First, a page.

Takamoto Katsuta’s promotion to a full factory drive at Toyota is great news for him. It really is. But it might be less so for World Rally Championship fans.
Katsuta’s promotion for 2023 will mean that on rounds that Sébastien Ogier isn’t contesting next year, the Rally1 field will comprise of one fewer car than this year, given that – as it stands – Toyota will not be back-filling Katsuta’s position in its WRC Challenge program.
Losing one car might not seem like a huge deal, but when the Rally1 field is fairly limited already, then there’s every chance it could have a considerable effect on the competition next year, especially when you consider Katsuta’s hit rate at finishing rallies.
However, how much the Rally1 field will be affected will come down to the extent of Ogier’s program next year.
Toyota has already confirmed that on rounds Ogier is contesting Katsuta will run a fourth Yaris GR Rally1 car, which will inevitably help plug some of the gap.
But on Rally Japan Toyota team principal Jari-Matti Latvala stated that the eight-time WRC champion will at most compete for half of the year, while Ogier himself has said that it’s likely his program will mirror this season which would equate to six rounds.
So that potentially leaves around seven rounds (if the calendar remains the same for 2023) where Toyota might only have three cars running, rather than four.
Given Hyundai will have three cars on events and assuming M-Sport runs the same number of cars, it means that when Ogier isn’t competing there could, on average, be only be nine cars fighting at the very front.
If every driver completes each event without a hitch, that still leaves healthy competition fighting for wins and podiums. But this is rallying. That never happens. Just look at Japan.
Throw in a few retirements and a puncture or two and suddenly there’s a very depleted field fighting for the top three, and it won’t take many either.
It’s not gone unnoticed that Rally2’s Grégoire Munster finished seventh overall in Japan, with the remaining three positions in the top 10 also being occupied by WRC2 competitors.
In fact, on seven occasions this year, WRC2 cars have finished in the top seven, with Hayden Paddon and Stéphane Lefebvre finishing sixth in New Zealand and Belgium respectively.
Take Katsuta’s car out of the equation on Japan, and that would have been half the top 10 not occupied by top-tier machinery.
With Rally1 already a small class compared to WRC2, it can ill afford to lose another car without the overall status of the competition being harmed.
Nobody wants to watch only four or five Rally1 cars finishing the rally in a battle at the front. Small fields like that are going to turn fans off.
But it’s not all doom and gloom. Toyota has hatched a plan that could prevent those issues from surfacing. And if it does happen, it could pay dividends for the manufacturer, not only from a championship battle perspective, but also from a commercial one.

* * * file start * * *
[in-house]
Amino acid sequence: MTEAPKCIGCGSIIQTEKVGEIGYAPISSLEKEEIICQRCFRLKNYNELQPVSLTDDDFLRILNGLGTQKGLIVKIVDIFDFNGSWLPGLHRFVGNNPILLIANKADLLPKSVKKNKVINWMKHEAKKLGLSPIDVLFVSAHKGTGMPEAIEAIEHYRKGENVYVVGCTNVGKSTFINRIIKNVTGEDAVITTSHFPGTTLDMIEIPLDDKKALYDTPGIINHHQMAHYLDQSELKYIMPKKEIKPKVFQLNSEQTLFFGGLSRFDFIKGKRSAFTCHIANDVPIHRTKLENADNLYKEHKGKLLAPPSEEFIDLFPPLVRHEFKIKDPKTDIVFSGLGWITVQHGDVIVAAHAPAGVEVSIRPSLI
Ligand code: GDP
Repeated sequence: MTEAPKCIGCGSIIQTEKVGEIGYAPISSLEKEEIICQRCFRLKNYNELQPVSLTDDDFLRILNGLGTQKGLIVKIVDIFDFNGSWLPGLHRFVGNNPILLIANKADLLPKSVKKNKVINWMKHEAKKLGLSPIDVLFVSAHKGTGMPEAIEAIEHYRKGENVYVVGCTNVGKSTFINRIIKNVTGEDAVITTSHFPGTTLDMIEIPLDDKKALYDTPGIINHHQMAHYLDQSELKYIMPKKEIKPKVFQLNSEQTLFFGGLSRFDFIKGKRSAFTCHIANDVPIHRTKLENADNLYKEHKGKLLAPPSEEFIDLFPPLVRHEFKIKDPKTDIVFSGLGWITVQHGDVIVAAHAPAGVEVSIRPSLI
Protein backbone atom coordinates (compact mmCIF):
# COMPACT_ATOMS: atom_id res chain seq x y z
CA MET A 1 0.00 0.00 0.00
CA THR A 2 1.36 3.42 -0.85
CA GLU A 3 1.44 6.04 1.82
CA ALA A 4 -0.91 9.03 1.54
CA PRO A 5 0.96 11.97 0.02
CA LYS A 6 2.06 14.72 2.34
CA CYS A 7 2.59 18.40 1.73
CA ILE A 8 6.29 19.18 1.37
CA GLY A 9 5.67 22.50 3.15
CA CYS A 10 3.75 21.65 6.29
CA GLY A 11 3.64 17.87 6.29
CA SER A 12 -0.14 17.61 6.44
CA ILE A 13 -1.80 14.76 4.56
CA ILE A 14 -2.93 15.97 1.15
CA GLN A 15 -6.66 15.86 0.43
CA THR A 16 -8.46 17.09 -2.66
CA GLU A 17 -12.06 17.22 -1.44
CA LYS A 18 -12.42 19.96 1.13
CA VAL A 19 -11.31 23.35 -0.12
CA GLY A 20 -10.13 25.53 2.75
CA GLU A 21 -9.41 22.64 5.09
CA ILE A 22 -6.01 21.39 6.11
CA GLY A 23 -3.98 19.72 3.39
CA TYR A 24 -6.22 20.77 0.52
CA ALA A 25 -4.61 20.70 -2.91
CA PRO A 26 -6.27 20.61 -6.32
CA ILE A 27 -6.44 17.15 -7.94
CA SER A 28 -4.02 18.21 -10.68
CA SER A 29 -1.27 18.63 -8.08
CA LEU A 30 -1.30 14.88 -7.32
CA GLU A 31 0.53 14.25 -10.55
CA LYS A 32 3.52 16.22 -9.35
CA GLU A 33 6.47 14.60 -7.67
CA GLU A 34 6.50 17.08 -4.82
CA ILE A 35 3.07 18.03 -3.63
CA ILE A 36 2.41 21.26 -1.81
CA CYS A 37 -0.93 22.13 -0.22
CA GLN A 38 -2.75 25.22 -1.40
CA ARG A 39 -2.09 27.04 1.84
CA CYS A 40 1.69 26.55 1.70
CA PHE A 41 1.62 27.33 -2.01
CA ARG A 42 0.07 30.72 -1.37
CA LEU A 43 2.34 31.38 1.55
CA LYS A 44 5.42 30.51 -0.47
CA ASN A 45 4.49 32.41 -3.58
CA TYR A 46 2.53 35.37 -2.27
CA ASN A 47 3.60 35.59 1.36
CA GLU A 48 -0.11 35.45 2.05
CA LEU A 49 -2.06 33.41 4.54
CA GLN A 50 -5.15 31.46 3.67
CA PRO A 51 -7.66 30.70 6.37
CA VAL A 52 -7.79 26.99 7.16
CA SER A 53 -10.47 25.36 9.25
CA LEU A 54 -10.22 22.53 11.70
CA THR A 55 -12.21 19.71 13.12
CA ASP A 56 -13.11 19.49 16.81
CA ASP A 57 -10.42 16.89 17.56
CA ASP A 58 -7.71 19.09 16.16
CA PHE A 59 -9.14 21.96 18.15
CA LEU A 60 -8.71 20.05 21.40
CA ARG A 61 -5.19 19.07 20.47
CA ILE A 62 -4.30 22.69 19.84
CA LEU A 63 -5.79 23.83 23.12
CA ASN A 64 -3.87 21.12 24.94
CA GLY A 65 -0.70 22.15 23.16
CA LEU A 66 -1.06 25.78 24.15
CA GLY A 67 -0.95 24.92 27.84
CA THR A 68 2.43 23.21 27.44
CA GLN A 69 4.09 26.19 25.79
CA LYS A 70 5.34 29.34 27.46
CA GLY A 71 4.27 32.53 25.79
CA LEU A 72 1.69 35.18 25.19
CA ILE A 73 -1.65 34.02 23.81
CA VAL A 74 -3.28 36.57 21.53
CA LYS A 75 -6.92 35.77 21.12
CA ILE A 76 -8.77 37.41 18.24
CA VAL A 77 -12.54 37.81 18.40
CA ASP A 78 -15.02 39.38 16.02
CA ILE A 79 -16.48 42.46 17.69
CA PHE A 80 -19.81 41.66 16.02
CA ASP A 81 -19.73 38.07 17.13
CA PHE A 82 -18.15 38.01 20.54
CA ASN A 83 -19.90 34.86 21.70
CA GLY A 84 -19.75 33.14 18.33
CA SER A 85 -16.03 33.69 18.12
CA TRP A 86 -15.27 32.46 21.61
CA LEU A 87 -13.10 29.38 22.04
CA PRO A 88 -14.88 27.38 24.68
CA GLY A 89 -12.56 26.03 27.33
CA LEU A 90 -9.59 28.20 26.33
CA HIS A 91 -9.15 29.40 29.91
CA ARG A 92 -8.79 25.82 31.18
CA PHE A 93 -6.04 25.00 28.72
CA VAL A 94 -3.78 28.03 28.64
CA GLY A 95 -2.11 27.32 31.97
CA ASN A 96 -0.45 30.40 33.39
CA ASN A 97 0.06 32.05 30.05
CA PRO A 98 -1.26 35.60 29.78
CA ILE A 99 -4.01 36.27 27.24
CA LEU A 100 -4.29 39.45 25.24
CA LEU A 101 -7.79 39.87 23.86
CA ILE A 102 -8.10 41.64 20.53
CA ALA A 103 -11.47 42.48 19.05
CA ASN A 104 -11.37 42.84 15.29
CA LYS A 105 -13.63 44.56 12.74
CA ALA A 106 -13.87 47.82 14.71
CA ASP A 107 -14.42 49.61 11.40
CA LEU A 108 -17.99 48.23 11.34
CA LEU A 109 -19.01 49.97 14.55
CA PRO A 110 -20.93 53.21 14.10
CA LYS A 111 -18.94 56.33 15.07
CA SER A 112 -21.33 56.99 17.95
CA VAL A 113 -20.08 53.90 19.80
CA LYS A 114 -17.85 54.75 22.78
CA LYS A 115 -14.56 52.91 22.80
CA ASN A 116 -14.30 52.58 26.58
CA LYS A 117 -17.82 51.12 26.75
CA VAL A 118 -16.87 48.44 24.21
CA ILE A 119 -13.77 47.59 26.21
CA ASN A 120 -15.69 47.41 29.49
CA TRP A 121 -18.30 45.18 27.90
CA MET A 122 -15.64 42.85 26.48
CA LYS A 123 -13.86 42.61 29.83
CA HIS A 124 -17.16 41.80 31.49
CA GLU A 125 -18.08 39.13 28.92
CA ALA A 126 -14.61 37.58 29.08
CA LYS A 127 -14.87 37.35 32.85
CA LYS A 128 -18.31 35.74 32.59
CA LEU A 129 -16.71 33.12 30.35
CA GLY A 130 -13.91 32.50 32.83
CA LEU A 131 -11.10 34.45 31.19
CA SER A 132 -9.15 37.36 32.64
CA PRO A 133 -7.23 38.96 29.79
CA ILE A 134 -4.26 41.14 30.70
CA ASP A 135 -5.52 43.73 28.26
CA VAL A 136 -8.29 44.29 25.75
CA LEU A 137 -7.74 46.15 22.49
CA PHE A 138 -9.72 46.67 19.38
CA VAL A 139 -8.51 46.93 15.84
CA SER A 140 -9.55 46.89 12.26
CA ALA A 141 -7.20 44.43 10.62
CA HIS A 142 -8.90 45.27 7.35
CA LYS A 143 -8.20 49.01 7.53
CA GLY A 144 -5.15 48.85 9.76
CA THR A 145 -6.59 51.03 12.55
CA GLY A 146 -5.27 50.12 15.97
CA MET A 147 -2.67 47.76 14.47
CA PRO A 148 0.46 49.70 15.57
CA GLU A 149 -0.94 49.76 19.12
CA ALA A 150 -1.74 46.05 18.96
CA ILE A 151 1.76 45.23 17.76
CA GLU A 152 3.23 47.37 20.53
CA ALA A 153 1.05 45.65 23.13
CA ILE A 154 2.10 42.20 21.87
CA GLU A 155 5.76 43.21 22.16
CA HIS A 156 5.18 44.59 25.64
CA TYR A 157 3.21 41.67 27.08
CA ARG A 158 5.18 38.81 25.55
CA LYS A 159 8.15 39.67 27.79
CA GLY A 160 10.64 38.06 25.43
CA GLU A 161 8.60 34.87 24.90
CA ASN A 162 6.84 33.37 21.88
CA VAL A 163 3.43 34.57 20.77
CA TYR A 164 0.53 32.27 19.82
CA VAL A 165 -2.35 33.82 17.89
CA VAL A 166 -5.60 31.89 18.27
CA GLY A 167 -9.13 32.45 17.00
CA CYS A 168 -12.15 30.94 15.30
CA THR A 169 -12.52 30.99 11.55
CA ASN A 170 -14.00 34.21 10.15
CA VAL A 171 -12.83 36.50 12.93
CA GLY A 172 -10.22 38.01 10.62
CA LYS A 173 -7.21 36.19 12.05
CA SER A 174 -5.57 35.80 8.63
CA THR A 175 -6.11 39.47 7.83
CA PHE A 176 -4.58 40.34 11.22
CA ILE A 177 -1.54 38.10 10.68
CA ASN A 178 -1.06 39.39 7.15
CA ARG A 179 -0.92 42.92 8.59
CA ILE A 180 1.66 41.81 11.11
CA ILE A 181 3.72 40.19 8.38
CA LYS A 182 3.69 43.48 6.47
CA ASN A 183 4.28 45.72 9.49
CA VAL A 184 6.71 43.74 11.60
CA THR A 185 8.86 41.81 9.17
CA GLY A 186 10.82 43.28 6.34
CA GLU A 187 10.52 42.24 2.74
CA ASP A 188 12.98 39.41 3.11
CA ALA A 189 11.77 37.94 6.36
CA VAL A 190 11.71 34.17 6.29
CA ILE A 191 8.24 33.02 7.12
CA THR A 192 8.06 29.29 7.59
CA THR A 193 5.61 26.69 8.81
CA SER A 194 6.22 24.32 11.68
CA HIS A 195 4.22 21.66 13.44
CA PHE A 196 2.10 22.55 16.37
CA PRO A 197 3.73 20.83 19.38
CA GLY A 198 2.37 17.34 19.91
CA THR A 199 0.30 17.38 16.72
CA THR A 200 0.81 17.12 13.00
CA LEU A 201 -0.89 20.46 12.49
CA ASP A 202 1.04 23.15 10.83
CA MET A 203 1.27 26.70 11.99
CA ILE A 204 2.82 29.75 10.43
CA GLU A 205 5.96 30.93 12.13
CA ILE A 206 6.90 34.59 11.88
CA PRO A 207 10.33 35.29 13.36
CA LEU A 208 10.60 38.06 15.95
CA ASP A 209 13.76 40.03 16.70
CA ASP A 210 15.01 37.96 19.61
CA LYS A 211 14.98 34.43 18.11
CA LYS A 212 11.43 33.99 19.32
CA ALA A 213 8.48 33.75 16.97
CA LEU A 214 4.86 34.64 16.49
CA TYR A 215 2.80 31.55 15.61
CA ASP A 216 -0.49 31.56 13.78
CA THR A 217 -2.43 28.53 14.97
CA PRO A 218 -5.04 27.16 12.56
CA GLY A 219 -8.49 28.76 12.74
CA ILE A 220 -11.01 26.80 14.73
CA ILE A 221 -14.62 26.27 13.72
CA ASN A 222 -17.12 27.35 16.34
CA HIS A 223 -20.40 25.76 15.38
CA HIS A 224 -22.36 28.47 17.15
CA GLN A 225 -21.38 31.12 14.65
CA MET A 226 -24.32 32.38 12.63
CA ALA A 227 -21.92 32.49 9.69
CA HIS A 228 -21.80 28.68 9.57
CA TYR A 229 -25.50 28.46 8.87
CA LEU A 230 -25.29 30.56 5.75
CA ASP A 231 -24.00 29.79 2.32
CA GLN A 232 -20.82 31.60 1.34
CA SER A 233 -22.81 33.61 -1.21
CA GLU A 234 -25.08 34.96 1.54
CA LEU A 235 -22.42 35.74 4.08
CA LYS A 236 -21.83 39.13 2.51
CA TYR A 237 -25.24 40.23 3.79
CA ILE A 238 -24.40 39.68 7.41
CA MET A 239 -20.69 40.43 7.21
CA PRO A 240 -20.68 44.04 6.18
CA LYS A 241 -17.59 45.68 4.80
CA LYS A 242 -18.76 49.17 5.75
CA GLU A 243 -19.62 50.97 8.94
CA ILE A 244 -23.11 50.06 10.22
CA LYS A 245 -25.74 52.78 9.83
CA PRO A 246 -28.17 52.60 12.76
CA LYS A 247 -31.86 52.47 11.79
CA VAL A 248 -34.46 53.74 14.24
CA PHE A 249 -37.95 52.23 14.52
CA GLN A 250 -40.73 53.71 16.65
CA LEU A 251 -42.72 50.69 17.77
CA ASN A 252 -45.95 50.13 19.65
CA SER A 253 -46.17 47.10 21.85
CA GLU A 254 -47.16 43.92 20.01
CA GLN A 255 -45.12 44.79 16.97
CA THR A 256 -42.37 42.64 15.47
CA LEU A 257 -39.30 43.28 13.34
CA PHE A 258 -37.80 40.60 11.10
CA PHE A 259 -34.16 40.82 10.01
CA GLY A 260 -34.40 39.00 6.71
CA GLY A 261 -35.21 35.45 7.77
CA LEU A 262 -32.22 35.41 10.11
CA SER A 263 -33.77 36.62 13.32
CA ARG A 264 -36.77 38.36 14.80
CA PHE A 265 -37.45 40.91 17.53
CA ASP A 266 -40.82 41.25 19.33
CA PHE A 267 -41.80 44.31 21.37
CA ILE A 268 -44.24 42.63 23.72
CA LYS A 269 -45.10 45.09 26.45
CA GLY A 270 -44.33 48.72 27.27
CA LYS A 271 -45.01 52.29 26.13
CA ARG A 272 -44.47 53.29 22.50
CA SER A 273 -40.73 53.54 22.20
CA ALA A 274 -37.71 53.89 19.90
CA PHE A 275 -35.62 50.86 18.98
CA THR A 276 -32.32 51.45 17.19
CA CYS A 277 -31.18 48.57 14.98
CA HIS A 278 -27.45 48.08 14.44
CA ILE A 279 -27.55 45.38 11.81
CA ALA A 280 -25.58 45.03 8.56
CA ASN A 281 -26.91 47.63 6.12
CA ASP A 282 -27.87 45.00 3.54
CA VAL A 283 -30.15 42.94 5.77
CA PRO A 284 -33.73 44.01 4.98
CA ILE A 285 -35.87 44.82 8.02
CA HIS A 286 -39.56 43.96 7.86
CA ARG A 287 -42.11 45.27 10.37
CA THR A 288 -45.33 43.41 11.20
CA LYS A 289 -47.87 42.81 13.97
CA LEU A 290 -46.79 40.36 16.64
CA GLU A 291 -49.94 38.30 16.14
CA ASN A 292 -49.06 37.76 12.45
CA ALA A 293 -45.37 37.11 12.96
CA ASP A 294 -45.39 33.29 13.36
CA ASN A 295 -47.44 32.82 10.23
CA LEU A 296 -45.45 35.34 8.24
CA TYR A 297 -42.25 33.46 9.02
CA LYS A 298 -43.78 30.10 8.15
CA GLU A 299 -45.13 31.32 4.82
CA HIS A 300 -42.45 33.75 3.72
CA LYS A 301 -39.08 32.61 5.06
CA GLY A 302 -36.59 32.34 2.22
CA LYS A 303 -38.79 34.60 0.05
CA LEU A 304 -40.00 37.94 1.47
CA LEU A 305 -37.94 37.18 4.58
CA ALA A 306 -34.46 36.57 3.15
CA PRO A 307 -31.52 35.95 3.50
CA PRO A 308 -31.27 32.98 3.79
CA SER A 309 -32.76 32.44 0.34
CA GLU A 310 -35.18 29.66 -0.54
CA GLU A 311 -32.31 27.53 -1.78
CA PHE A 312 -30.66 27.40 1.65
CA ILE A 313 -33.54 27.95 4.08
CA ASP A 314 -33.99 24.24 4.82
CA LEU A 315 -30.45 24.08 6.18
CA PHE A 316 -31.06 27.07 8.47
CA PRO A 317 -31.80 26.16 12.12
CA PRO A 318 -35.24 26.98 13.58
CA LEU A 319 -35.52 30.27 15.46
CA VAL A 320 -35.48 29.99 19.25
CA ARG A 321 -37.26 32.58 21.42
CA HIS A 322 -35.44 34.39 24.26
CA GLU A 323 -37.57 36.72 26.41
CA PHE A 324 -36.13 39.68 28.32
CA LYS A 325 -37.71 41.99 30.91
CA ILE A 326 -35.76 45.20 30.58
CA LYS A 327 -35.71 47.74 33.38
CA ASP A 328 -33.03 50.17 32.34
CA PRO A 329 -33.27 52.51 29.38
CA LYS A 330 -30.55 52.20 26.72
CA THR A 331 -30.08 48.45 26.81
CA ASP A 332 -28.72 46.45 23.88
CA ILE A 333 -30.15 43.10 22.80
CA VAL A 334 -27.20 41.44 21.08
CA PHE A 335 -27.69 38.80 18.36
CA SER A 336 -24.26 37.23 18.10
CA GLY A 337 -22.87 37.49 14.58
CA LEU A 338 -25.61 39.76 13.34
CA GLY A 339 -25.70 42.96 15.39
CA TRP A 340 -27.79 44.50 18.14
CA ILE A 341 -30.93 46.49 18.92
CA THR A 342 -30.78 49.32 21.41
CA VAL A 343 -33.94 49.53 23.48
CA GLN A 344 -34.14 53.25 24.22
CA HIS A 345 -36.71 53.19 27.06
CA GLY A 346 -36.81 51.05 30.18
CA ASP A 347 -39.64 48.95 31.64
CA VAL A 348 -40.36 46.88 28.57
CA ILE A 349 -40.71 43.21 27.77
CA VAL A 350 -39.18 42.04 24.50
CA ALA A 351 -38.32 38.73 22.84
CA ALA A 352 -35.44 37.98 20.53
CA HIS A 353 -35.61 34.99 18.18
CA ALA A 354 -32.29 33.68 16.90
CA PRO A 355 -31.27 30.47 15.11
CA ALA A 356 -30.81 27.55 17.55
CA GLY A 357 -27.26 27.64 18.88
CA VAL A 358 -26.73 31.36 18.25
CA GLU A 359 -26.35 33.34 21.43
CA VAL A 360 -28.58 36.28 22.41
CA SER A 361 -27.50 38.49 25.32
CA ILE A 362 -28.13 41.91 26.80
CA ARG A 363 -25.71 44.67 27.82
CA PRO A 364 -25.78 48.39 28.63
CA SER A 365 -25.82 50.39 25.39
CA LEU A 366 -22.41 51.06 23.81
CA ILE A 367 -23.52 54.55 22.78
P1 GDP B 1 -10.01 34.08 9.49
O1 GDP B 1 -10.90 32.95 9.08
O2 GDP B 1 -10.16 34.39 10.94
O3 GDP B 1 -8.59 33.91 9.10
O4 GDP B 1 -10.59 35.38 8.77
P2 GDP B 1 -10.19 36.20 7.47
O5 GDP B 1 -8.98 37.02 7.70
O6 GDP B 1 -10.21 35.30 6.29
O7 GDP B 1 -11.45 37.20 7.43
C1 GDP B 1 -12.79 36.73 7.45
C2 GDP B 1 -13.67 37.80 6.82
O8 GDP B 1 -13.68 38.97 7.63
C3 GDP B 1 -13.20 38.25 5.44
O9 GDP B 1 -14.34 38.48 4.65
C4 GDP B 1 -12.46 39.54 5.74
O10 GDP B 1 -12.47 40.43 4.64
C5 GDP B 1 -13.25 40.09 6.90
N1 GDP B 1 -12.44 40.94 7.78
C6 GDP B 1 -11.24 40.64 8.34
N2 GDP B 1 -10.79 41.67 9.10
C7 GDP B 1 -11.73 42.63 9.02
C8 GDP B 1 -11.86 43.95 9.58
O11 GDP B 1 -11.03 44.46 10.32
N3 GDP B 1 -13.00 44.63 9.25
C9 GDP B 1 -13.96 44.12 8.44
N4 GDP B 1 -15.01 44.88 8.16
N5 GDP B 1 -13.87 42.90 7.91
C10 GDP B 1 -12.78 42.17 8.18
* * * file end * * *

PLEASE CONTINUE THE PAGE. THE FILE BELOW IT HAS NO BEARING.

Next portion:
With Toyota not looking likely to add a driver to its WRC Challenge Program, it has come up with an alternative. As a way to ensure the manufacturer will be running a fourth car as often as possible next year, it is going to make a car available to hire.
And with the Yaris GR Rally1 being the class of the field this season, it will not be short of drivers wanting to hop into the car for selected rounds in 2023.
“When Ogier is not driving and Taka is in the factory team, this is now clear that our driver lineup is for the what we go with the season, but of course we have been considering that the events where we have a fourth car sort of available, we can consider renting option,” Latvala confirmed.
“But only on renting, nothing else. So if there’s somebody interested to rent the car, we are looking at options. But at this point we don’t currently [know] that it will happen, but we are of course collecting data if there are drivers who are interested in that.”
This is a win-win situation for everyone.
The Rally1 competition remains the same, WRC itself benefits from having at least 10 competitors in its top-flight class, and all the while Toyota earns itself some extra cash that it wouldn’t otherwise have had.
Hiring the car out also gives Toyota a chance to evaluate some new drivers and establish whether any of them could have a future with the manufacturer. After all, nothing remains the same forever. Who loses?
Not having a fourth Toyota on each round wouldn’t be the biggest disaster the WRC has ever faced, but it could make enough impact for some corners to further question why they’re continuing to persist with Rally1 when making Rally2 the top tier would generate vast amounts more competition than the championship has had for a while.